Many will say that we learn history so that we won’t repeat our missteps. It’s an easy statement to make but is hard to back up with action. Sometimes people have different ideas of what the missteps were.
For instance, had we truly learned not to repeat the mistakes we have made in our history, would we still have been tangled in the costly Iraq war?
It is also hard to be the lone dissenting voice. It takes someone especially brave and compassionate to take on that role. This week, we will take a lesson from Fred Korematsu, who became a fugitive during World War II, when President Roosevelt issued Executive Order 9066, which required Japanese Americans to be relocated to internment camps. Prior to that, Korematsu trained to be a welder in order to contribute efforts toward defense in the war.
The U.S. Supreme Court case Korematsu v. United States in 1944 tested the constitutionality of Executive Order 9066. The court decision, authored by Justice Hugo Black, ruled in favor of the United States, 6–3, and Korematsu was interned.
After he was released, Korematsu became an activist. Recognizing the parallel between what happened to Japanese Americans during WWII and the racial profiling that occurred after Sept. 11, 2001, he was known for speaking out for the rights of Arab Americans.
This event occurred in our recent history; we all remember it. Yet how many American citizens spoke up against the racial profiling like Korematsu did? How many Americans saw something wrong in it but didn’t say anything? And how many citizens thought they were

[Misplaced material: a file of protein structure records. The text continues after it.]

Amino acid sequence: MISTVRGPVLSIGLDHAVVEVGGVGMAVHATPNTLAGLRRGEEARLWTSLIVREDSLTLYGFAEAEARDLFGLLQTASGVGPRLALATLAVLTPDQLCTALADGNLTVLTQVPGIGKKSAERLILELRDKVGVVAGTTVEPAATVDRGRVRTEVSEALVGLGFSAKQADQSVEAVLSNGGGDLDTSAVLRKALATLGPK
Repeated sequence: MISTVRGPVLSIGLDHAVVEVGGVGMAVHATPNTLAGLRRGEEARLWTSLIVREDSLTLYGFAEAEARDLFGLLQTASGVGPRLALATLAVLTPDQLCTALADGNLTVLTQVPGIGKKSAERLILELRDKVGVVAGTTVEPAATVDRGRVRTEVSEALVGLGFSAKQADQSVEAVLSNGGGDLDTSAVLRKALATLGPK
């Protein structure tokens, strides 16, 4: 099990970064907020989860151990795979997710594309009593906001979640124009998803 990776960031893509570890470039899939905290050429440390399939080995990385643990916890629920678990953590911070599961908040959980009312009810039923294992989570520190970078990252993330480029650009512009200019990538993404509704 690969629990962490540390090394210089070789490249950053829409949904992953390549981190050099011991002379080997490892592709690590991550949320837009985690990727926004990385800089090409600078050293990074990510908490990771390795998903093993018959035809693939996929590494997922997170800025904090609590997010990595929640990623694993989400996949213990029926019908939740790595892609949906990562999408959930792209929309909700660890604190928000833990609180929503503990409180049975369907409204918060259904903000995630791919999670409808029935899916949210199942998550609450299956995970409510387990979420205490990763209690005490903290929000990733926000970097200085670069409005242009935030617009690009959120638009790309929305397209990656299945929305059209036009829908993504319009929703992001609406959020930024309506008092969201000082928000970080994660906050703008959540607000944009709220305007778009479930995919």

right and justified in targeting Arab Americans?
Is it possible that so many Americans just missed class the days that Japanese internment, American slavery, and Manifest Destiny were taught?
We are just not learning the lessons of our past, or perhaps we are too slow in learning these lessons. This is why it is crucial for us to be good teachers to the next generations, as that is how social progress is made. This is also why it’s good for us to always be students. There is something we can learn from everyone we meet because we all come from different backgrounds.
Korematsu was especially compassionate because he strived for the rights of everyone, not just Asian Americans. Ethnic communities are not particularly strong in reaching out beyond racial lines. It is notable and deserved that his 1944 conviction was overturned in 1983 by a pro bono law team, that Seattle University named a law center after him.
His empathy and actions are things we need to work harder toward. (end)
SU law center named for civil rights leader